You’re almost home now! But first you have to apply the grout (and fill in those expansion joints I mentioned earlier). How to grout between the cracks is the subject of this resource, which takes you from buying to buffing:
Last Step: Using a Grout Sealer
We’ve come a long way since preparing that concrete slab! Your flooring is now bonded to the slab (using the adhesive), and the cracks between have been filled in. But after you apply the grout, you must use a grout sealer on it. Learn why this is necessary — along with how to choose a grout sealer — in the following article:
How to Use Outdoor Tile Sealants
Products to Use When Tiling Outside
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The final step in tiling your outdoor patio is to seal the tile grout. There are many sealers (or “sealants”) on the market used to seal tile grout, protecting it from stains and prohibiting moisture absorption, which can be a problem in freezing conditions.
Most home improvement stores carry a variety of tile grout sealers. The most common are penetrating sealers and topical sealers. Topical sealers only seal the top layer of the tile grout. They’re very effective at keeping tile grout clean, but only until foot traffic works the sealer off the surface. Penetrating sealer seals all of the tile grout. While a bit more expensive, it will keep your tile grout looking good longer.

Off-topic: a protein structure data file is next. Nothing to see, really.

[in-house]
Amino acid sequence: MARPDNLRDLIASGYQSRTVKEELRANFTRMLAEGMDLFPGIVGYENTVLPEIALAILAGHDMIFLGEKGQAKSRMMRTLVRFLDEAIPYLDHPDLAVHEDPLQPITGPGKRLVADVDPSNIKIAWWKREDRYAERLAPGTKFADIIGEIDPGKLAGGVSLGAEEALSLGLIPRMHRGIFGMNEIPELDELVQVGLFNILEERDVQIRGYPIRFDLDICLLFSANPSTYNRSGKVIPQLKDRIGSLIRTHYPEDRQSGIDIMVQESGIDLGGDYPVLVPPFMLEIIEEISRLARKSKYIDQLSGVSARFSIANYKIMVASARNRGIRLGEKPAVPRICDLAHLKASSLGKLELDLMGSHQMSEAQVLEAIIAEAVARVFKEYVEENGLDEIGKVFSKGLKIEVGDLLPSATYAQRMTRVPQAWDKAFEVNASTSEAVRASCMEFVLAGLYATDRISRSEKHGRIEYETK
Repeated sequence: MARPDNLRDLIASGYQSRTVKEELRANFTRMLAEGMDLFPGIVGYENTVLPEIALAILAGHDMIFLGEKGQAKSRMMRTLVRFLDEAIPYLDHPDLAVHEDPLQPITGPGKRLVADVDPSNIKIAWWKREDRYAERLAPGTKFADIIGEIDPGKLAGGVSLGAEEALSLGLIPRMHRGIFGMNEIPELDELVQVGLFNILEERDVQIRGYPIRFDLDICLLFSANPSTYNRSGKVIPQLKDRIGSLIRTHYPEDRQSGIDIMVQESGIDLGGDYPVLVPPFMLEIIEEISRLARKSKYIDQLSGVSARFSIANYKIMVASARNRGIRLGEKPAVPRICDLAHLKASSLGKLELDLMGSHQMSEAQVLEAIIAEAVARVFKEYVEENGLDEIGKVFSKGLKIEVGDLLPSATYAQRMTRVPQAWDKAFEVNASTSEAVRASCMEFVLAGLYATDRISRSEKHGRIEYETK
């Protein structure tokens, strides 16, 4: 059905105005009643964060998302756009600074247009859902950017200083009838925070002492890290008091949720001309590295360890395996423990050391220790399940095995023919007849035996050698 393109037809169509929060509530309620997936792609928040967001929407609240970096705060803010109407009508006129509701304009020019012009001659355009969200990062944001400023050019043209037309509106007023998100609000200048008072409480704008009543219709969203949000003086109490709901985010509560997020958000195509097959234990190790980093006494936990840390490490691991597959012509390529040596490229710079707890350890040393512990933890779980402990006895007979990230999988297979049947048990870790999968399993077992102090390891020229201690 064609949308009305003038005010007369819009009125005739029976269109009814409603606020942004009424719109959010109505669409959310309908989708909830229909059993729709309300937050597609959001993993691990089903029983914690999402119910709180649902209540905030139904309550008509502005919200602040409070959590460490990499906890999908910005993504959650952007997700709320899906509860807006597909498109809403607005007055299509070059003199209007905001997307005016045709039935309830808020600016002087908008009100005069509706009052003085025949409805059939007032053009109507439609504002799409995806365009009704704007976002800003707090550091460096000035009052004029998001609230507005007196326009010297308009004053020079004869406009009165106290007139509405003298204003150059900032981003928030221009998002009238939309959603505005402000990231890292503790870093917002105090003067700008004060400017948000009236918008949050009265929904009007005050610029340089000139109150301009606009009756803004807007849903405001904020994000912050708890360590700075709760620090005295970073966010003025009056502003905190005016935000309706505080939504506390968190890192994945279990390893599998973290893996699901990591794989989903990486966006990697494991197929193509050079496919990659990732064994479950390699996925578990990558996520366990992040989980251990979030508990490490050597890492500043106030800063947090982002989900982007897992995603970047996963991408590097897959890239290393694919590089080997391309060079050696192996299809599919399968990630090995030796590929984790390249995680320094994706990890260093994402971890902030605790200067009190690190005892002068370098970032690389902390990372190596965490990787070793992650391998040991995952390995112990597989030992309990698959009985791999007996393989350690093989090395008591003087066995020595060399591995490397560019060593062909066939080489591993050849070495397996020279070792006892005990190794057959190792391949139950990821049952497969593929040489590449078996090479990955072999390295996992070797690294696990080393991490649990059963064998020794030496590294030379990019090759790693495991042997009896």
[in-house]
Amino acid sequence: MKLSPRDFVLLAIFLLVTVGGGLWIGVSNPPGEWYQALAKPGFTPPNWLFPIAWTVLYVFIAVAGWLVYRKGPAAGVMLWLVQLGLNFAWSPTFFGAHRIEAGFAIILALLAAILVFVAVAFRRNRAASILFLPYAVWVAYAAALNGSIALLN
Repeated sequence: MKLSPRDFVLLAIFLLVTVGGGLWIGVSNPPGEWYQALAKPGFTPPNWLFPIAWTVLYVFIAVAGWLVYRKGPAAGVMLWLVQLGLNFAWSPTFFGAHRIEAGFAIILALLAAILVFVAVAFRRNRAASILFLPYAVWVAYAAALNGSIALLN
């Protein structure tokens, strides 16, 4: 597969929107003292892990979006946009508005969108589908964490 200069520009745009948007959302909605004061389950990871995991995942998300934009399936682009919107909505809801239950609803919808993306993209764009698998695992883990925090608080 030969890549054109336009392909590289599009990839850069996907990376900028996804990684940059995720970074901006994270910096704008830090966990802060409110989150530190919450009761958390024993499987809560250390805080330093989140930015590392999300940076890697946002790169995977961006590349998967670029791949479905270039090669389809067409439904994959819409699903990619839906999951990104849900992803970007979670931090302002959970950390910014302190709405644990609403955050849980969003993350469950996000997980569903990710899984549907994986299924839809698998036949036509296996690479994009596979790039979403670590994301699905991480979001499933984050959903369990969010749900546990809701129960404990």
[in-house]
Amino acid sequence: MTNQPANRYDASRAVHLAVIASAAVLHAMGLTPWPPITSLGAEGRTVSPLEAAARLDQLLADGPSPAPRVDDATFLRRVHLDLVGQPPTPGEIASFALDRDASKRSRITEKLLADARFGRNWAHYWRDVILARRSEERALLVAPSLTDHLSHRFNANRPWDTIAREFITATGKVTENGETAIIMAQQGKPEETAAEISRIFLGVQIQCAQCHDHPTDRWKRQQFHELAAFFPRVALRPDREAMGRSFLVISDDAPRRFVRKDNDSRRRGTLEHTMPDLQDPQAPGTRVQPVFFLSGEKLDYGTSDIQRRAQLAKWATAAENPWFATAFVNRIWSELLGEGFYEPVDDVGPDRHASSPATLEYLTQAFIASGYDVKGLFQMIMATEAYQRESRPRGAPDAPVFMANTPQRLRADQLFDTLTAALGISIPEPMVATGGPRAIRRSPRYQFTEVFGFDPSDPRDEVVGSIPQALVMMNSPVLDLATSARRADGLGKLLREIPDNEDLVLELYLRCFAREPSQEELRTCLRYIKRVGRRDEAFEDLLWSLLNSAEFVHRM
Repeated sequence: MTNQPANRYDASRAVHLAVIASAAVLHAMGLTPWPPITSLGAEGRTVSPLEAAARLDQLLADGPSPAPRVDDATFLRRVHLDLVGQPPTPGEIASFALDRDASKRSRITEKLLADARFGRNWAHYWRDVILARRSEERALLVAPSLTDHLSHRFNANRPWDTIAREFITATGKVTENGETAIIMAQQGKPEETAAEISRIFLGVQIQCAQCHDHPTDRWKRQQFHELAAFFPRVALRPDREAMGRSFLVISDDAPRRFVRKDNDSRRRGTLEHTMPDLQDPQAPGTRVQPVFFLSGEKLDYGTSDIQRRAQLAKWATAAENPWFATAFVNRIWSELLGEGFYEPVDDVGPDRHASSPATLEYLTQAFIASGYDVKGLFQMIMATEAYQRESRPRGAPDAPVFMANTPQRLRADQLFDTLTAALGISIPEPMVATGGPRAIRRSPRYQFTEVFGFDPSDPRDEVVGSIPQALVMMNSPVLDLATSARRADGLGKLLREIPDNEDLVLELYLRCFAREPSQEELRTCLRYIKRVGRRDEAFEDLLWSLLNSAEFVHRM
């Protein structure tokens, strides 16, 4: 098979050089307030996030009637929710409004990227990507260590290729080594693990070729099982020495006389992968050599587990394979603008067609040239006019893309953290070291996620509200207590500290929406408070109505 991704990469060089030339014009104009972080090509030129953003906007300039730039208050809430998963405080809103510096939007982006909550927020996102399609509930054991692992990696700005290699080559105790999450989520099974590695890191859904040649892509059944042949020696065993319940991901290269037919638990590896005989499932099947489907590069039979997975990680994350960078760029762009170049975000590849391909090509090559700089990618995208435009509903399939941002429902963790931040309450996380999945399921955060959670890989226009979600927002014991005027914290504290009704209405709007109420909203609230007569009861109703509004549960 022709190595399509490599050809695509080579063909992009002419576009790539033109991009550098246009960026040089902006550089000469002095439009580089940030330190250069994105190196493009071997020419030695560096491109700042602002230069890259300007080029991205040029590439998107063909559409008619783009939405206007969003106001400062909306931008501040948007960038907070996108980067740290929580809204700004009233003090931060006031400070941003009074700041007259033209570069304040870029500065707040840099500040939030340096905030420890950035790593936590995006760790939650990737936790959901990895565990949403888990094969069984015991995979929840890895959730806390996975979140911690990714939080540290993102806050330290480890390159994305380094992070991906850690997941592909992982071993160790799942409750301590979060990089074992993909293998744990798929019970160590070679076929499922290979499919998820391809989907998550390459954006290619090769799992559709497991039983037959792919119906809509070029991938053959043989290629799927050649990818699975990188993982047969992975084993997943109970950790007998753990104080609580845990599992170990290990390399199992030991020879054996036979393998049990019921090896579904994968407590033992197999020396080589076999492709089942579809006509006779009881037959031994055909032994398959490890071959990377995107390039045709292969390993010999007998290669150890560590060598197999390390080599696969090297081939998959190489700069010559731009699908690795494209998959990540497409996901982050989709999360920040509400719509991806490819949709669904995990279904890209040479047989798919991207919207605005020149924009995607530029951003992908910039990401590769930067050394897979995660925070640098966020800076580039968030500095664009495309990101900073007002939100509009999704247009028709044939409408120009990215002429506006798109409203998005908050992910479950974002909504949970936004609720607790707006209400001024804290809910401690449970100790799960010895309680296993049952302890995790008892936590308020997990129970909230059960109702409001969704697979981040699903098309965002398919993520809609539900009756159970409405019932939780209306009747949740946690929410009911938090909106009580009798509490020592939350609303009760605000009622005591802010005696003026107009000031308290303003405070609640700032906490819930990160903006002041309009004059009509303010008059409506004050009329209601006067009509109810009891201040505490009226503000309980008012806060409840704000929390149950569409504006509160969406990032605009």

How to Grout Tile
List of Supplies, Instructions
Grouting tile is one of the final and most important steps of a successful outdoor patio installation. Grout is a cement product used to fill the joints between tiles. Let’s begin with a list of the tools and materials that you will need for the task:
- Electric drill
- Paint mixer/paddle
- 5 gallon bucket and clean water
- Tile sponge
- Grout and grout float
There are three common types of grout from which to choose:
- Sanded grout is a Portland cement product mixed with fine sand. It is generally used to grout tile when the joints are larger than 1/8 inch thick.
- Unsanded grout is also a Portland cement product, but, since it lacks sand, is a finer product. It is generally used when the joints are 1/8 inch and smaller.
- Epoxy grout contains no cement at all. It is made with epoxy resins and powder. This product is often harder and more durable than cement based equivalents, and it is practically stain proof. It is also much more expensive and can be more difficult to use than cement based grouts.
Step by Step Instructions
Follow these steps to grout tile for your outdoor patio:
- Clean first: Make sure all the tiles are clean. Using a utility knife, carefully scrape out any thin-set mortar (the tile adhesive that you used to bond the tiles to the concrete slab) that may have squeezed out between the tiles when you set them. This will be a different colour than the grout and will show through. Give all the tiles a wipe with a damp sponge.